The Congressional Budget Office (CBO), a group of analysts who model and project the consequences of US Congress’ proposed laws, recently published a report on the economic, environmental, and societal effects of a carbon tax. The report makes it clear that rising carbon dioxide emissions risks severe economic, environmental, and societal losses for the United States. A carbon tax, which would tax companies for each metric ton of carbon dioxide they emit, will likely be very effective in reducing current carbon emissions. A previous report by the CBO projected that a price of $20 per metric ton on carbon dioxide emissions would, over nine years, generate $1.2 trillion and cut emissions by around 8 percent.

Overall, the CBO’s report is in support of a carbon tax because the sheer cost of future economic, societal, and environmental damage due to climate change is far too great to justify unsustainable carbon dioxide emissions. The report states:

“Given the inherent uncertainty of predicting the effects of climate change, and the that it could trigger catastrophic effects, lawmakers might view a carbon tax as a reflection of society’s willingness to pay to reduce the risk of potentially very expensive damage in the future.”

The CBO and other analysts have also projected that a carbon tax would harm the US economy in the short-term by, for example, reducing company profits or forcing heavy emitters to invest in less efficient but more sustainable alternatives. These costs to companies would certainly have a regressive effect on the common American worker by imposing more product costs and increased wage reductions, As such, policymakers, influenced as they are by commercial – and potentially personal – interests, have been rather slow when it comes to proposing and supporting carbon tax legislation.

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One way to make the carbon tax more appealing for Americans and their representatives is to use the money generated by the carbon tax to reduce payroll tax and increase refundable income tax rebates. These changes are meant to counter-balance the higher costs of goods and services as a result of the carbon tax, thereby minimizing the impact that the tax has on struggling, low-income families.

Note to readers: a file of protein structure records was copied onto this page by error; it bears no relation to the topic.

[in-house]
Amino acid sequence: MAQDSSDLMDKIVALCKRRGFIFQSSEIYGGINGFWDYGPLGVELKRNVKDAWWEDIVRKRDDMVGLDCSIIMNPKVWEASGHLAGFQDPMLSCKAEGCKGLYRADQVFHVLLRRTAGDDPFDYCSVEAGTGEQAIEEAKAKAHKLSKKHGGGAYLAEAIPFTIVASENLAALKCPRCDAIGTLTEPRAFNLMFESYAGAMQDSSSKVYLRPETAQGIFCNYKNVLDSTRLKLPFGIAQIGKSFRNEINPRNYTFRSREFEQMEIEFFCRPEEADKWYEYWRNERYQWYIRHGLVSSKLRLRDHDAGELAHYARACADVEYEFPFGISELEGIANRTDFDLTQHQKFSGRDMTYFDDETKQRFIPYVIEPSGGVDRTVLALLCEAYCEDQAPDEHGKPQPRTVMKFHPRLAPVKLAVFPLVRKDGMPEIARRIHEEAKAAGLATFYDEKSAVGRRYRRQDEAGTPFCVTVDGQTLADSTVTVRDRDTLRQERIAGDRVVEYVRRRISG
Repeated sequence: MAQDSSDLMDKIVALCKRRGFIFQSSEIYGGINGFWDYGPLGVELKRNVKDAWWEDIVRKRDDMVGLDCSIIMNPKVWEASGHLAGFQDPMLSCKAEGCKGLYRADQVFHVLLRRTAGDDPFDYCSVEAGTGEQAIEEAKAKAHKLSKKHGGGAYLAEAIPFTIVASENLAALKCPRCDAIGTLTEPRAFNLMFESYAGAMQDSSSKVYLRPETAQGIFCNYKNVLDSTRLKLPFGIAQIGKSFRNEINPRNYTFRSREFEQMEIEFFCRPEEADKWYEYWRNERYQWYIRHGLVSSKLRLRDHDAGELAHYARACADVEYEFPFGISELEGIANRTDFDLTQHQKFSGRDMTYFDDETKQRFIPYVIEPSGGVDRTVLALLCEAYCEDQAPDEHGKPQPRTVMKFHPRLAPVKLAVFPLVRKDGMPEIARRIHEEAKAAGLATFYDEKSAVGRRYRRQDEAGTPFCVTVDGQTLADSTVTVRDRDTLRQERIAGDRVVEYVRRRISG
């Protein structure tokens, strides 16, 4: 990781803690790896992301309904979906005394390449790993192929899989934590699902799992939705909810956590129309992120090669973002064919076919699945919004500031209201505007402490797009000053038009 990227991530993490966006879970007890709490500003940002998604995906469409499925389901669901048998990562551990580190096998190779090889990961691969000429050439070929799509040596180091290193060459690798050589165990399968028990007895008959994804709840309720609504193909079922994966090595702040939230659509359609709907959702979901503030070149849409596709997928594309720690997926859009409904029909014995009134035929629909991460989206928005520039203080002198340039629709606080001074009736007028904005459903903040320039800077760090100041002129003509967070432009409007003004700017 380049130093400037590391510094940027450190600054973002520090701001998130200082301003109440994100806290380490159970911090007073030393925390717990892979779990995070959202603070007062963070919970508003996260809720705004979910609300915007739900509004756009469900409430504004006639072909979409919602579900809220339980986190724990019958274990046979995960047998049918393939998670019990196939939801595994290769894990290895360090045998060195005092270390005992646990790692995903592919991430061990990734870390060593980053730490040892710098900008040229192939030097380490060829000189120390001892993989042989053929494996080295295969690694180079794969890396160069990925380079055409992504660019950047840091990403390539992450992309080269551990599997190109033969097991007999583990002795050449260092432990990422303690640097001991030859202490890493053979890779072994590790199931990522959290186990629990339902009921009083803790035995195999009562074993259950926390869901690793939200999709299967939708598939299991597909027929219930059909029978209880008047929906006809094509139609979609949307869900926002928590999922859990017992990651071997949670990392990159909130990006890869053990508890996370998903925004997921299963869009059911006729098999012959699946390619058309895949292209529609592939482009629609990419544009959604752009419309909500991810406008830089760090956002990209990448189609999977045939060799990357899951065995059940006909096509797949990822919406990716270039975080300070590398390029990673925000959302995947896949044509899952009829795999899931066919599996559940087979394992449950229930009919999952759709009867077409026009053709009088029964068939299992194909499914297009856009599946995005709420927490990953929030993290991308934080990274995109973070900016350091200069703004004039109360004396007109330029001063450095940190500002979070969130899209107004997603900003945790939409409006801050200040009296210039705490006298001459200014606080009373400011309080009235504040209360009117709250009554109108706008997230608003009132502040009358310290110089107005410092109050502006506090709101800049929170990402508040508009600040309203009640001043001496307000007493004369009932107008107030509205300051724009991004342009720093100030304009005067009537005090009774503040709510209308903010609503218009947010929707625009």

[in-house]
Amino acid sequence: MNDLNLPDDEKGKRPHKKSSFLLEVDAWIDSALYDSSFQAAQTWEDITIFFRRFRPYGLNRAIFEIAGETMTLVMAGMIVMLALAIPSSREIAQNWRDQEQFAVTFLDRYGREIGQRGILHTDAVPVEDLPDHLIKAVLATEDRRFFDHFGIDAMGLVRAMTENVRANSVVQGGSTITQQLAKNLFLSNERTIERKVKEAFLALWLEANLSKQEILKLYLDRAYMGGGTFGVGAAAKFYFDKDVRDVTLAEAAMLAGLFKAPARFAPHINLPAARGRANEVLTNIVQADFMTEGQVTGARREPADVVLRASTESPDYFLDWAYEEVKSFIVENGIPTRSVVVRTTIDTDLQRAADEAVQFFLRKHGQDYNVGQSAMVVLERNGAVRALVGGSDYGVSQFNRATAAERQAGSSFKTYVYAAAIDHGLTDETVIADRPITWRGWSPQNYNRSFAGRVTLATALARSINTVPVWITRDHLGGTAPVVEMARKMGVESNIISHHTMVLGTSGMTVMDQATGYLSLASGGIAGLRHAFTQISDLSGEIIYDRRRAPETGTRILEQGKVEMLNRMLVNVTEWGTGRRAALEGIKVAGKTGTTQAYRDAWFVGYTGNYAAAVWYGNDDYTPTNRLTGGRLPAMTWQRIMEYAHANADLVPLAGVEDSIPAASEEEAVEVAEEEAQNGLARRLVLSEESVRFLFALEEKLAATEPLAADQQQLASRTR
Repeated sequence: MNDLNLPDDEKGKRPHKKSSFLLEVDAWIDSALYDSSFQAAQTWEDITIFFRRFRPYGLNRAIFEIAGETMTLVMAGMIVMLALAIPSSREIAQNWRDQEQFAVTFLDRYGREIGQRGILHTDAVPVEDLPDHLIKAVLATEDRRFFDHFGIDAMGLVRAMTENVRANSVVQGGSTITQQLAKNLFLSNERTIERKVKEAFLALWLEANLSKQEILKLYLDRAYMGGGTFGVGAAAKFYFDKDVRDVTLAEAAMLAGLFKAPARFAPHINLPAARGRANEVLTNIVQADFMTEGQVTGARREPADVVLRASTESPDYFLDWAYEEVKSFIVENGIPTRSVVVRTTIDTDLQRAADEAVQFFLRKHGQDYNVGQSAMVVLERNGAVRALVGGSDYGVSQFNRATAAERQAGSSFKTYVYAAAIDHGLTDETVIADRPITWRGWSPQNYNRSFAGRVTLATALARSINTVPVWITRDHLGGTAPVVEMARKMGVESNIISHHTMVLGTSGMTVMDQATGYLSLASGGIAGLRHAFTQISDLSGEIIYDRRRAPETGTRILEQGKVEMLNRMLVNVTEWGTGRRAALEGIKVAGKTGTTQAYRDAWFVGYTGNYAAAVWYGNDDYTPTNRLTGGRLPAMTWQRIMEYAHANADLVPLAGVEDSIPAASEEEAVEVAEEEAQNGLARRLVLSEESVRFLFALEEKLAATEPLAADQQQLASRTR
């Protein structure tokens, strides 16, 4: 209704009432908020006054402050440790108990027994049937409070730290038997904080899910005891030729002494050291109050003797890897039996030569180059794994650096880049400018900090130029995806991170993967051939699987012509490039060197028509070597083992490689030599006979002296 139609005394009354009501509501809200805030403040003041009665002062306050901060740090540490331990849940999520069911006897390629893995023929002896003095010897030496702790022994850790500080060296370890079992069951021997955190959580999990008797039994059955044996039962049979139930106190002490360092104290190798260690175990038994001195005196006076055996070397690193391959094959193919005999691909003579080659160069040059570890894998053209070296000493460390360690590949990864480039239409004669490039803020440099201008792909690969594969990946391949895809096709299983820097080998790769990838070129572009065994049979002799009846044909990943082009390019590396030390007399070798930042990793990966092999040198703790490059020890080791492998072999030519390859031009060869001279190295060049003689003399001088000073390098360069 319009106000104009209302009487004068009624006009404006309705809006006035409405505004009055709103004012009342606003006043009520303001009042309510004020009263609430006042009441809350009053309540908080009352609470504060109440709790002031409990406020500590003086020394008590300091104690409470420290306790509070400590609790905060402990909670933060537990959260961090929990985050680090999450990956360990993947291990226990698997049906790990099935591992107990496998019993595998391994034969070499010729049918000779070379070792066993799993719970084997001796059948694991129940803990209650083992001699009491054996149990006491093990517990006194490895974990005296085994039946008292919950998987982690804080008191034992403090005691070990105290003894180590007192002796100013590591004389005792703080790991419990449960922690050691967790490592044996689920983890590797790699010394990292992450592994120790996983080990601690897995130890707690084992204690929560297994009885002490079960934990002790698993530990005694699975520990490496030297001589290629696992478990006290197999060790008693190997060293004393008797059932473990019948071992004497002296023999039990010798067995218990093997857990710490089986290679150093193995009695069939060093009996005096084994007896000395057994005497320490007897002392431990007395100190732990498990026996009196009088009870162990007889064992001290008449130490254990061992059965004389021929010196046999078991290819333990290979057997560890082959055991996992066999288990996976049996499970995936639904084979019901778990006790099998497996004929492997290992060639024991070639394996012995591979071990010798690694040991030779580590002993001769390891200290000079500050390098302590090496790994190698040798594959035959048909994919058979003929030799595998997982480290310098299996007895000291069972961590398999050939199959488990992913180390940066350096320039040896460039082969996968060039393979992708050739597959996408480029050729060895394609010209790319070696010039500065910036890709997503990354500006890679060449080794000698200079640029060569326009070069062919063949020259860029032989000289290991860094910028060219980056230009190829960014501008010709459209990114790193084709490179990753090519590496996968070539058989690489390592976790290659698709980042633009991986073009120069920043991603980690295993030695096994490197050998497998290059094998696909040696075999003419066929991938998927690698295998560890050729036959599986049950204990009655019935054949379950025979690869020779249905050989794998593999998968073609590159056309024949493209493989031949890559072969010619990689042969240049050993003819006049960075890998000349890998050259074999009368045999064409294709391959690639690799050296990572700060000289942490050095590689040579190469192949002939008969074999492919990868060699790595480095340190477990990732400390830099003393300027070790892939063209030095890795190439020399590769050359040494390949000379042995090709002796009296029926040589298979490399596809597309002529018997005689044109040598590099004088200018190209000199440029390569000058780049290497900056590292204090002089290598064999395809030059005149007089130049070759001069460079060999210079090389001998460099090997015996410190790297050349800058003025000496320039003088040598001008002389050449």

The tax can also directly be used to fund grants and subsidies that promote clean energy programs, sustainable development, and environmental research. After all, a majority of American adults stated that global warming should be a priority for leaders and that legislators should support the development of clean energy programs. Supporting a carbon tax that promotes sustainable research and development, and the political capital it generates from supportive Americans, may very well off-set the potential losses of siding with an economically regressive tax.

Many Americans advocate for legislation such as the carbon tax in order to reduce greenhouse gas emissions. However, law making has always been a slow process when it comes to long-term projects that mitigate damage rather than generate growth. As such, it is up to us to show our support for these projects, and sooner rather than later.

Jerico is an English and Creative Writing student at the University of Toronto. He believes strongly in technology’s potential to reverse the damage that’s been done to the environment – if we can only cooperate as a global community! He hopes that, by writing progressive and informed articles, he too can make a difference in his community.

2 COMMENTS

  1. I have long been a support of taxes on negative externalities (including greenhouse gas emissions, pollution, deforestation, toxic pesticide use, etc.) with the proceeds distributed equally per capita as taxable income (and factored into the formulas for needs-based benefits and the minimum wage.

    It’s a win-win solution which helps the environment, reduces unemployment and the need for welfare, all without decreasing the standard of living for the least well off.

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